The relevant issue in Farkaly was whether the employer had adequately communicated the availability of suitable employment such that claimant’s benefits could be modified. The court concluded that notice to the claimant’s attorney of available job opportunities was sufficient notice to claimant of same. In the present case, the issue before us is not notice of job availability, but notice of medical clearance. However, we will apply the same reasoning to the present case.

Claimant’s attorney attended the April 8, 1988 deposition of Dr. Spitz where the doctor testified that based on his examination of claimant and his review of claimant’s medical records and diagnostic studies, it was Dr. Spitz’s opinion that claimant could return to sedentary employment as of April 29, 1987. We agree that this testimony, in the presence of claimant’s counsel, constitutes constructive notice of the medical clearance to claimant. Applying the notice principles set forth in Farkaly, we conclude that claimant was placed on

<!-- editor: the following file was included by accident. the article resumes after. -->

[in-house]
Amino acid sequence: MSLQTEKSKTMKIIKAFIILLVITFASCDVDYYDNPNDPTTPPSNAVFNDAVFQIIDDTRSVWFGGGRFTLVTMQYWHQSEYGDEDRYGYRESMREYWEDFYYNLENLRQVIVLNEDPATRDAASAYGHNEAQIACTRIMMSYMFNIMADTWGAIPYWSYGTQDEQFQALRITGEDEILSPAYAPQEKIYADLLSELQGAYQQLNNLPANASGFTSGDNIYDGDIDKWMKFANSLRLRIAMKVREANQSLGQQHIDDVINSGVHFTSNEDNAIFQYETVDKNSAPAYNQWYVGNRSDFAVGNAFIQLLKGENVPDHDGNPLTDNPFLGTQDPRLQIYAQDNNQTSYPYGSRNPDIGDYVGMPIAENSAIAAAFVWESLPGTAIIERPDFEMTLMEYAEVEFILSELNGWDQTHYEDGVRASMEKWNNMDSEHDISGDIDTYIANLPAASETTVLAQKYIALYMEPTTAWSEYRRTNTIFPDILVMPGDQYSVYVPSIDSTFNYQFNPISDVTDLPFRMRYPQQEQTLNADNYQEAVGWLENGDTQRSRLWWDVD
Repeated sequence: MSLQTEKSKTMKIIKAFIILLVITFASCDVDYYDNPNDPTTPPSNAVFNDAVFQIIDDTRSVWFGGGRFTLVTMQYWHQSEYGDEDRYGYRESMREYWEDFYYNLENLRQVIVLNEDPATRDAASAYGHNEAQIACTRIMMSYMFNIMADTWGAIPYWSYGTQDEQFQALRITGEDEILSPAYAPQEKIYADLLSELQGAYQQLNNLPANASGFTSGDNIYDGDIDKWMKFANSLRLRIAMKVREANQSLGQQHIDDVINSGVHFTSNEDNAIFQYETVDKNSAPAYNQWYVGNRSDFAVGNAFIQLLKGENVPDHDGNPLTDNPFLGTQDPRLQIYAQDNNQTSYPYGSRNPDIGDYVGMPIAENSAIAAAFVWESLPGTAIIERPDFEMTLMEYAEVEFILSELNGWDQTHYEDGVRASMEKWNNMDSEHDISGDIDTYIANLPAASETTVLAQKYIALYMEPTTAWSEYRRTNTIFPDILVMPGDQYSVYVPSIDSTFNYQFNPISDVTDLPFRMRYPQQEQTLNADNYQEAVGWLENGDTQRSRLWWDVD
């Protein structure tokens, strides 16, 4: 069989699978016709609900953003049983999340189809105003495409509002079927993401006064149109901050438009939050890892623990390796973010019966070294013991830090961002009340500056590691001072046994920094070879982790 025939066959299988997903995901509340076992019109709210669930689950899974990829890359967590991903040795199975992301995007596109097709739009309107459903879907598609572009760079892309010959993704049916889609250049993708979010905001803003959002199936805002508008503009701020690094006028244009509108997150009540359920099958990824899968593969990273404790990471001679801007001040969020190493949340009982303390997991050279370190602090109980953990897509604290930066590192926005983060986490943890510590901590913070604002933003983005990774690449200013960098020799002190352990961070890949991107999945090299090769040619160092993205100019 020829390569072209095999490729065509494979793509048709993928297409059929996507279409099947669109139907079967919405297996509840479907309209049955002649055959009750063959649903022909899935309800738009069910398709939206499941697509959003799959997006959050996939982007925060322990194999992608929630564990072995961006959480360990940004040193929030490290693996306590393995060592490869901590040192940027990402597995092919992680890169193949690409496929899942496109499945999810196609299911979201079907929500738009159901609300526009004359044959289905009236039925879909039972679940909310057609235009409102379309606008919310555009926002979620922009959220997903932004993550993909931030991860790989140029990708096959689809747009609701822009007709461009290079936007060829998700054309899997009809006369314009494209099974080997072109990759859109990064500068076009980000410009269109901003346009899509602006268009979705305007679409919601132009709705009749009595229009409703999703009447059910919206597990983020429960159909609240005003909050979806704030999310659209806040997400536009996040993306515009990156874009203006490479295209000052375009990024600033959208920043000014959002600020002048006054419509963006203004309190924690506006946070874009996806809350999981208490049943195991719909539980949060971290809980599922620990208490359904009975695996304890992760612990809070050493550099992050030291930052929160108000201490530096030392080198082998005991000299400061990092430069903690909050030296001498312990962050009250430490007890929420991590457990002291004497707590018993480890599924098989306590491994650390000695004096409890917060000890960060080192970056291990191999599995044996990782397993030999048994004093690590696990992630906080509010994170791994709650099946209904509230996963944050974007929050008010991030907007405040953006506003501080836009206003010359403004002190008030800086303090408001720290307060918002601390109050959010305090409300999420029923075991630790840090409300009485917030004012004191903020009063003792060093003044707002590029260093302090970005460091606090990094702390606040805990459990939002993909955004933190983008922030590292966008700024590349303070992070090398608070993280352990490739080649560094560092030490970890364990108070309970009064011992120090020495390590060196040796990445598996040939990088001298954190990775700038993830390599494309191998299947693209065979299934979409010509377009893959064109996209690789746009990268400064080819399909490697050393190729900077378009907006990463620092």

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notice of medical clearance as of April 8, 1988. Employer therefore satisfied its burden under the second prong o Kachinski.

Three job opportunities became available, and were communicated to claimant after April 8, 1988. Because claimant had notice of the medical clearance, her refusal to respond in good faith to these referrals constitutes grounds for the grant of the modification petition. Kachinski. Therefore, we conclude that the modification petition was properly supported by substantial evidence and granted by the referee. The board erred in reversing the modification.

Finally, we address the issue of whether the referee properly awarded litigation costs to claimant when employer’s petition for modification was initially granted at that level. The board considered this issue moot after reversing the referee’s decision because claimant was deemed the successful party at that point.

Section 440 of The Pennsylvania Workmen’s Compensation Act[1] provides for an award of reasonable costs when a contested case involving a modification petition is resolved, in whole or part, in favor of the claimant. Here, the case has been resolved in favor of the employer, not the claimant; therefore no such costs shall be awarded to claimant who did not prevail before the referee or on appeal to this court.

Accordingly, the order of the board is reversed.

NOW, this 29th day of June, 1993, the order of the Workmen’s Compensation Appeal Board, dated November 26, 1991, at No. A90-2303, is reversed.

[1] Act of June 2, 1915, P.L. 736, as amended, 77 P. S. § 996.